Eight construction and marine workers from Bangladesh were detained in Singapore between late March and early April this year, according to a statement from the Singapore Ministry of Home Affairs. They were suspected of planning terror attacks linked to the Islamic State in their home country and were arrested under the city-state’s Internal Security Act.
The ongoing investigations reveal that the group possessed documents on weapons and bomb making, as well as propaganda materials which were used to recruit other Bangladeshi nationals in Singapore.
Singaporean officials also accused Rahman Mizanur, a Bangladeshi national, of creating the Islamic State of Bangladesh (ISB) after being radicalised in 2015. According to the Ministry’s statement, ISB seeks “[to] overthrow the democratically elected government through the use of force, establish an Islamic State in Bangladesh [and] bring it under ISIS’ self-declared caliphate.”
Bangladesh politics is characterized by conflict between the secular Awami League and the Bangladesh National Party, an ally of the largest Islamist party of the country. Although the country is constitutionally Islamic and the majority of the Bangladeshi believe in Islam, each party’s controversial political decisions spiked tension between the two parties, making the country prone to attacks from extremist groups.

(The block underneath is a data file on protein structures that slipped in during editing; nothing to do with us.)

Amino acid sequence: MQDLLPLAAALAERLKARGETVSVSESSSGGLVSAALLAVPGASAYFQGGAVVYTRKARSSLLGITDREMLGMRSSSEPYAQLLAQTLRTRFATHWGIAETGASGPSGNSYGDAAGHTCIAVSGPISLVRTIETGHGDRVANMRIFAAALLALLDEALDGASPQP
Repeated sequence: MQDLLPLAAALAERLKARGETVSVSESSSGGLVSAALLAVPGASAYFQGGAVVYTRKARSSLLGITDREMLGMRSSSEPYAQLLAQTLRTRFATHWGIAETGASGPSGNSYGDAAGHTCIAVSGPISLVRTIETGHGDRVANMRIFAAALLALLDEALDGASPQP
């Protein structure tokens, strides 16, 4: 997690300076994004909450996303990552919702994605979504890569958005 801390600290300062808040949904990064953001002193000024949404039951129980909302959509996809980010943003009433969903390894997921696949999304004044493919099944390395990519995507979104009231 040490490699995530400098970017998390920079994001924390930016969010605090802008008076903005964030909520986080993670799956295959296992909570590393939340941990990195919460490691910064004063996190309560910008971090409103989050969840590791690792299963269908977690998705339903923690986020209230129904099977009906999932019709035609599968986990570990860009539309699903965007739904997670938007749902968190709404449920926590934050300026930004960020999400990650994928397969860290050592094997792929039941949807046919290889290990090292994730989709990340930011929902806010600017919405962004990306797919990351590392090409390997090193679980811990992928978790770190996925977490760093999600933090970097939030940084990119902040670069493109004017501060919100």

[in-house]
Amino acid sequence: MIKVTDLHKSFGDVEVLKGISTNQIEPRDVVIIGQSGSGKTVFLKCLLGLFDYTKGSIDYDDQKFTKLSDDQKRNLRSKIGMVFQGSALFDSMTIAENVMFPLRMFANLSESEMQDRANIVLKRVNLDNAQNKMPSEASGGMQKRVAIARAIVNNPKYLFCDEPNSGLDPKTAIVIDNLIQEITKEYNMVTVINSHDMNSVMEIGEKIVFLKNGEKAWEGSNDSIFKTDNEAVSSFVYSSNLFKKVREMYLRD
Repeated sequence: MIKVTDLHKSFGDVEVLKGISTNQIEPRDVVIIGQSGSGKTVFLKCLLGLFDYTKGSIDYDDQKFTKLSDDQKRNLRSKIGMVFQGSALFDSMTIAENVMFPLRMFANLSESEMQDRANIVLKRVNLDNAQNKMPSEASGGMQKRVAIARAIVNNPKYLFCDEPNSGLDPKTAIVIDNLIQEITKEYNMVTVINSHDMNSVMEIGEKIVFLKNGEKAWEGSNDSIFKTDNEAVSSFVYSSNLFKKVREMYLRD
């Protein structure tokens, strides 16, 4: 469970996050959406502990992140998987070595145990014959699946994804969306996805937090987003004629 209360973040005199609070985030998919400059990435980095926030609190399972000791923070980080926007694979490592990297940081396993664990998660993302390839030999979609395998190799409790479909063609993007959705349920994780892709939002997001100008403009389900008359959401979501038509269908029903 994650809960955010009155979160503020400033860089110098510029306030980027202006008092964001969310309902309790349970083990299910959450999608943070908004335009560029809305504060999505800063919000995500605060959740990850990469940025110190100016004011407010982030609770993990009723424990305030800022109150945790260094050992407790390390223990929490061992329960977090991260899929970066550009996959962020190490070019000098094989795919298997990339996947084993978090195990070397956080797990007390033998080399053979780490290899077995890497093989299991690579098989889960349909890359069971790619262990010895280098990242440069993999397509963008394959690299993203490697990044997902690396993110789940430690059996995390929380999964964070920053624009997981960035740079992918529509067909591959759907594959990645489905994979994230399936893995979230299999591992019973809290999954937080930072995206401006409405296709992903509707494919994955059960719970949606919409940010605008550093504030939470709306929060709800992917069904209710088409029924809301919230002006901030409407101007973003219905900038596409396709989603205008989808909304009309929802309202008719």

The British government has warned travelers of ISIS’s and Al-Qaeda’s activities in Bangladesh. Starting last September, ISIS has claimed responsibility for attacks on foreigners, as well as other religious minority groups such as the Shia, Amadiyya, Christian and Hindu communities. In addition, groups affiliated to Al-Qaeda in the Indian Subcontinent (AQIS) have claimed responsibility for the murder of secular online bloggers and LGBT+ members.